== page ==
If a teacher or parent suspects that a child has a Learning Disability--in this case, Dyslexia--a careful review of qualitative and quantitative data takes place to determine if the student shows characteristics of Dyslexia. If the data show characteristics of Dyslexia, the student is referred for a Full and Individual Initial Evaluation (or FIIE) is made through Special Education (or IDEA). Parents/guardians always have the right to request a referral for a Dyslexia evaluation at any time.
Data that may be collected during an evaluation include academic skills, cognitive processes, academic history, and language differences (as appropriate). Parent input is also crucial in providing any family history of Dyslexia and early literacy skill development. Specific areas include:
Students may also be identified as needing additional evaluation through the RtI process. Response to Intervention (RtI) is an approach that schools use to help all students, including struggling learners. The RtI approach gives students opportunities to learn and work at their grade level. The idea is to help all students be successful. However, progression through RtI is not required in order to begin the identification of Dyslexia.
If you have specific questions about requesting an evaluation for Dyslexia, please contact the Reading Interventionist at your child's current campus.
Part 2: Identification
When making an identification, data from the evaluation is used to answer these three questions:
If all three questions can be answered "YES", then an identification of Dyslexia has been made.
Part 3: Instruction
Once a student is identified as a student with Dyslexia, a Student Services Plan (504) or Individualized Education Program (IEP) is developed by a committee to provide the best supports and instruction possible for that student. Click this link to learn more about the differences between the two plans: IEP and 504
Students will either need Standard Protocol Dyslexia Instruction, Specially Designed Instruction, or may not need direct instruction at all.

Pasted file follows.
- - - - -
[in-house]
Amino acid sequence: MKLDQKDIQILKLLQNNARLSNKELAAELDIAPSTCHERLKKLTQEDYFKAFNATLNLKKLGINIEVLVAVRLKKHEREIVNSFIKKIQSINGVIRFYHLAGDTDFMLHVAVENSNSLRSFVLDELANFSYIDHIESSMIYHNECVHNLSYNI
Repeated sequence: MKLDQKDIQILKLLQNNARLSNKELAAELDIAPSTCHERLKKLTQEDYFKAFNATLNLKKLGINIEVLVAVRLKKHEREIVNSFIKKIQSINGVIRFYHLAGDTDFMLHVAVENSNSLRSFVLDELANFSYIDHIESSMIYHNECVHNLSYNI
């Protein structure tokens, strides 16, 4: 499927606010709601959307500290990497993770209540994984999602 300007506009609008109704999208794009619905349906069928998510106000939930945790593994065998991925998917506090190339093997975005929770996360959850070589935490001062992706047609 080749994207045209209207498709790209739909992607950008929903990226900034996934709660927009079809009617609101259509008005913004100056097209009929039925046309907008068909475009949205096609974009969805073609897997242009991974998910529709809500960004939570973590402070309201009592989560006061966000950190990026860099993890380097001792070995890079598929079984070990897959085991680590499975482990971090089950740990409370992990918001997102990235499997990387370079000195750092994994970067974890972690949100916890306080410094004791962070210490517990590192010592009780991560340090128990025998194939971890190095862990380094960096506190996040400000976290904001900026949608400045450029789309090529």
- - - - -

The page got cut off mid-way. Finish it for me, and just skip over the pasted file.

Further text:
Standard Protocol Dyslexia Instruction includes the critical, evidence-based components of and delivery methods for dyslexia instruction addressed in detail in Chapter IV of The Texas Dyslexia Handbook, 2018 Update. Components of this instruction include phonological awareness, sound-symbol association, syllabication, orthography, morphology, syntax, reading comprehension, and reading fluency. Principles for effective delivery of content must be consistent with research-based practices, including a multisensory, systematic, cumulative, and explicit approach.
Specially Designed Instruction is defined under IDEA as “adapting . . . the content, methodology, or delivery of instruction” to a child eligible under IDEA. This instruction must address the unique needs of the child that result from the child’s disability and must ensure access to the general curriculum so that the child can meet the state’s educational standards (34 C.F.R §300.39(b)(3)). In some cases, the data may suggest that the unique needs of a student suspected of having dyslexia require a more individualized program than that offered through standard protocol dyslexia instruction. When this is the case, there is reason to suspect that special education services are necessary for the student.
All teachers--including reading specialist, master reading teachers, special education teachers, etc.--who provide Dyslexia intervention for students are not required to hold a specific license or certification. However, these educators must at a minimum have additional documented Dyslexia training aligned to 19 TAC 74.28 (c) and must deliver instruction with fidelity.
Part 4: Accommodation
Accommodations are an important tool used by both Section 504 and IDEA in providing equitable access to instruction that is commensurate to that of a student's non-impaired peers. They essentially "level the playing field", and prevent Dyslexia from interfering with a student's academic growth. Because each student's needs are different, not all accommodations work for everyone. It's important for the Committee to make data-driven decisions that align to a student's needs.
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